Two months later that became a 115,000 word novel called Beat the Jinx (I had just read Josh Bazell's over the top and enjoyable as hell novel Beat the Reaper and felt the nod was a touch of good luck). But good luck it wasn't Beat the Jinx was a big old mess, with a Mary Sue protagonist, a Manic Pixie Dream Girl Friday, a confusing combination of revenge story and caper for its plot, and the most interesting character was relegated to sidekick. That version become a "drawer novel" that won't see the light of day, but I took what worked and wrote it into an action-oriented crime drama that drew on my literary heroes James Lee Burke and Richard Stark. Two different ends of the crime spectrum, one lyrical and romantic, the other fiercely driven.

Several drafts later, that book became Bad Boy Boogie, which Down & Out Books is publishing next week. The "exciting" character is Jay Desmarteaux, a Louisiana transplant lost in New Jersey, who has no idea why his parents moved there when he was a child, who joins a group of misfits who suffer the torments of a brutal bully who thanks to small-town politics and corruption can get away with his cruel misdeeds. Until Jay shows up and gives his friends some spine.

The bully is dealt with harshly and only one of them is punished. The outsider, young Jay Desmarteaux, caught in the "superpredator" days when prosecutors sentenced juveniles to Life Without Parole to show that they were tough on crime. Twenty-five years later, the Supreme Court handed down the Miller decision that labeled such sentencing as cruel and unusual punishment. And Jay, who spent his time preparing for a life in prison, is released to find his family gone, his former friends hostile, and someone who keeps trying to put him in the ground. The trail will take him through seedy Newark strip clubs, the Jersey docks still controlled by the mob, and the sheltered castles of political New Jersey power before he finds the truth of his past and why he was the one left swinging, when he stood up for his friends.

My previous novel Blade of Dishonor took 6 months from first draft to final manuscript from my editor. This one took nearly five years. I had found the perseverance I needed. Why?

Bad Boy Boogie was a book I had to write.

Like I say in the dedication, it's a true story but the names have been changed to protect the guilty. That's something Bon Scott mutters on an early AC/DC album, and it fit. So many parts of this book draw from events I experienced, knew from my town and family's history, or had heard whispers of over the years. It's about what some did to get what they have and what they will do to keep it. About growing up working class in the suburb that produced Martha Stewart, clawing your way from nothing and fighting to hang onto the scraps that your betters don't think you earned.

Bad Boy Boogie is out on March 20th, available from local bookstores and the usual retailers.

Tuesday, March 14, 2017


Over the weekend I went to see Get Out.  It's gotten such good reviews and word of mouth has been so strong that I had high expectations.  At the same time, as with any film collecting kudos, I was hoping the praise hasn't been excessive.  I'm pleased to say I don't think it has been and that I enjoyed the film a lot.

I don't want to talk too much about the movie because the less you know going into it, the better. And nowadays it's so hard to see a popular movie without already knowing more details about it than you probably want to.  I saw Get Out knowing not much more than the premise (Guess Who's Coming to Dinner crossed with The Stepford Wives is definitely not an inaccurate basic description), and I'm glad that's all I knew.  Chris, a black photographer in Brooklyn, goes with his white girlfriend Rose to her parents suburban house for a weekend visit, and though he wonders how they'll react to his being black - since she hasn't told them that - she assures him it will be okay. It won't be a problem for her parents, she insists.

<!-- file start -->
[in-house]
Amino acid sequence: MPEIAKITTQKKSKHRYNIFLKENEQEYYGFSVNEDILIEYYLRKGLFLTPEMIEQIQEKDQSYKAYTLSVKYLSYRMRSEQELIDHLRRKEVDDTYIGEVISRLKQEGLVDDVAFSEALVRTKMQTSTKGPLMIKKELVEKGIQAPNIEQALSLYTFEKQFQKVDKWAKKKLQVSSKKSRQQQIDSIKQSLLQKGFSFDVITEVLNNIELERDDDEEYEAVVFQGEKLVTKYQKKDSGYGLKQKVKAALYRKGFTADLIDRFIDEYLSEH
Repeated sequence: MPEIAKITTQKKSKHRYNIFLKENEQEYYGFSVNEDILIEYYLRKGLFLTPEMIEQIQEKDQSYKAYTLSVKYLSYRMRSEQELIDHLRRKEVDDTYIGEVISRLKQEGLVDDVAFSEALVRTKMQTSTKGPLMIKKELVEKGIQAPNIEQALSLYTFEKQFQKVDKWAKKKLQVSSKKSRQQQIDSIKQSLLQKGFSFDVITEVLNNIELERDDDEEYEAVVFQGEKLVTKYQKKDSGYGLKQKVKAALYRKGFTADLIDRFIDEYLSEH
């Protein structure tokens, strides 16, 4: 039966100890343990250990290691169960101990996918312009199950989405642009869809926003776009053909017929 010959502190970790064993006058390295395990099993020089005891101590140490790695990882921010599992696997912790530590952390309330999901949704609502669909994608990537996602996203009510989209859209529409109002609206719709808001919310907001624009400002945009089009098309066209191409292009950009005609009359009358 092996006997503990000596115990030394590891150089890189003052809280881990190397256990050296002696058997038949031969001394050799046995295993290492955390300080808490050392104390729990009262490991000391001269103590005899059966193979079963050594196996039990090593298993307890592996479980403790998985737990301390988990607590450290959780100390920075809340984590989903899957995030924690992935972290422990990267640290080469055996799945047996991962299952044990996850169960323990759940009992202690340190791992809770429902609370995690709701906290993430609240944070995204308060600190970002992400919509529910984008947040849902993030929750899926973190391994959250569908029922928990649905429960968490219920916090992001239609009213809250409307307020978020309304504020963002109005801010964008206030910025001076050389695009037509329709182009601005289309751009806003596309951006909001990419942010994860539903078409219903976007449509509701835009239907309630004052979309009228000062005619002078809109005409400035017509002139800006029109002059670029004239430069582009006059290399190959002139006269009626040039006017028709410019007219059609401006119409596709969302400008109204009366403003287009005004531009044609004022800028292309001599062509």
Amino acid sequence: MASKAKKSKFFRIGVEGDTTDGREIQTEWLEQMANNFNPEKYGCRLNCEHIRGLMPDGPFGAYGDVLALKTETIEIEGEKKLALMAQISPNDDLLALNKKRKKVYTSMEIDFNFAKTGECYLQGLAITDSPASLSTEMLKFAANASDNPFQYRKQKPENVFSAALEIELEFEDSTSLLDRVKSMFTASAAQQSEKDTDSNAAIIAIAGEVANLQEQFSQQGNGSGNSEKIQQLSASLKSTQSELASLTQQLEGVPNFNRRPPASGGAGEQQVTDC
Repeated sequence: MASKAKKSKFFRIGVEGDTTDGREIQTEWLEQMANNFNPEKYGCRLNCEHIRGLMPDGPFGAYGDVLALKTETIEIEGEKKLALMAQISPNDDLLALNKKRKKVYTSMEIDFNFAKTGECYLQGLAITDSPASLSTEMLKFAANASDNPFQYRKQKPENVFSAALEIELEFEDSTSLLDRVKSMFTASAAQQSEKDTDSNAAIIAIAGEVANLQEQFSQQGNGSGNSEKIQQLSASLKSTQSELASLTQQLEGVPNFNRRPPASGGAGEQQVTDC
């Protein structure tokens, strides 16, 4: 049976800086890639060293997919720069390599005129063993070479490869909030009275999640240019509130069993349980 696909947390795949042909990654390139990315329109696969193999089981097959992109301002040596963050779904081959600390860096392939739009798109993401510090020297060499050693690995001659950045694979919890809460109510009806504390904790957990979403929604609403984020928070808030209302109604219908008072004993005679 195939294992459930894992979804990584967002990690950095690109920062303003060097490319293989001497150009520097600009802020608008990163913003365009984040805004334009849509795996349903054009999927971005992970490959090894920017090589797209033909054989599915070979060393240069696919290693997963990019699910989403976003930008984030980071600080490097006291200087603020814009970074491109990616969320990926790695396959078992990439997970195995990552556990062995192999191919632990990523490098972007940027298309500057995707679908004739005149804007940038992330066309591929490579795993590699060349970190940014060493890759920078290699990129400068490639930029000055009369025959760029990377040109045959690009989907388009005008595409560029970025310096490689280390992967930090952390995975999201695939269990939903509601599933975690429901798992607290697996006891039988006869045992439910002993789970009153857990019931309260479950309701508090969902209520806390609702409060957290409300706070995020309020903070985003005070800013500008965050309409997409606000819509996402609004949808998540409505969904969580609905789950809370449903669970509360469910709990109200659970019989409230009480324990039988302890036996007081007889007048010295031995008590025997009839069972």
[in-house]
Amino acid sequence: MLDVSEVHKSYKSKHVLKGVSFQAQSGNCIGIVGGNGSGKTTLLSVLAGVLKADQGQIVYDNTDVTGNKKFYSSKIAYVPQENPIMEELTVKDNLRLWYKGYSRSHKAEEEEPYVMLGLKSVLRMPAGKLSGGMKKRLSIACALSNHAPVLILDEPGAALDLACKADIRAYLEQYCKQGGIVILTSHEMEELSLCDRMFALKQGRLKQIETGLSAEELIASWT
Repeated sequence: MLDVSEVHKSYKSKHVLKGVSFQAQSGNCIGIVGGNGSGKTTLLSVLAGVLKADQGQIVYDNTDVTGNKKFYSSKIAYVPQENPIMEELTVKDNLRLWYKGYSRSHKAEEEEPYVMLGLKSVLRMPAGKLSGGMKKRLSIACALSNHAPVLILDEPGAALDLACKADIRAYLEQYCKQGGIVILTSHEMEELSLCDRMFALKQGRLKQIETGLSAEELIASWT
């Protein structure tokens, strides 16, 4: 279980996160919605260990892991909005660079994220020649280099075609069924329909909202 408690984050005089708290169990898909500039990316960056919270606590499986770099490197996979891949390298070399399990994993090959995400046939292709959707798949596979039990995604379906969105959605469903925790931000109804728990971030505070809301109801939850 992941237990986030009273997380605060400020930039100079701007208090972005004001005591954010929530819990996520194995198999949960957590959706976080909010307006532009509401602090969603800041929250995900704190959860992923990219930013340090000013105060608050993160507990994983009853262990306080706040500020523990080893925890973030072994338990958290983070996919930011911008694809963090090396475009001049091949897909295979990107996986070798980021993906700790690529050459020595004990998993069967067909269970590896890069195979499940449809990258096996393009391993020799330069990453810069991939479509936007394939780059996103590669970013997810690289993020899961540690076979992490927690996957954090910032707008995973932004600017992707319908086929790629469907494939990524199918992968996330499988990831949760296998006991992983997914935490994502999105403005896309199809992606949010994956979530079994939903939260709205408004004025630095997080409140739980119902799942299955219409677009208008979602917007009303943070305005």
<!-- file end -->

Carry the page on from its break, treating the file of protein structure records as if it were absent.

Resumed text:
Of course, as Chris discovers, all is not okay.  But it's not okay in a way that's puzzling.  For awhile, and as the suspense builds, you can't quite put your finger on what's wrong.

Jordan Peele's film is impressive.  It isn't just that he takes race and puts it dead smack at the center of a horror movie, but that he has full command of his loaded material. The dialogue, the jokes, pop.  All those years doing comedy on MADtv and Key and Peele honed his timing to near perfection.   In Get Out he mixes the comedy and horror (actually satire and horror) seamlessly.  Scenes bristle with tension, with something off-kilter, and then he relieves that tension, temporarily, with a fright or a laugh or sometimes both at the same time.  What's great is that you feel the dread building, you kind of sense where the story is going, but you don't know what the exact payoff will be other than some form of confirmation of the main character's fears.  It's like a black person's worst nightmare come to life, but it doesn't happen in a backwoods redneck town or among raving ethno nationalists. There's a character named Roman in the movie, and I have to assume this is Peele's nod to Roman Polanski, a master at situating menace in ordinary surroundings.  Remember seeing Rosemary's Baby for the first time? Could those nice old people in the building really be Satan worshippers?  Peele's film has a similar ambiance, though here the menace revolves around race. And just as Rosemary's terror unfolds right in the middle of affluent Manhattan, this nightmare happens in a wealthy New York City suburb.  It's a suburb where you'd think white liberals dominate, the sort of people who would've voted for Barack Obama a third time if only they could have.

Could this film be more attuned to the moment?  Peele had Get Out written and cast, apparently, by early 2016, before the presidential election, but the results of that election and the whole idea of white backlash only make the film more relevant.  Combine that relevance with how sharp and enjoyable the film is, and no wonder it's doing well.  It speaks to the time just about perfectly.  But it's also a film that should last, because it's good.  Horror movies as social critique have a rich history (just a few examples, favorites of mine, and I'm focusing on horror films with laughs - Dawn of the Dead, They Live, The Host, The Howling), and Jordan Peele's Get Out should surely be a film added to that history.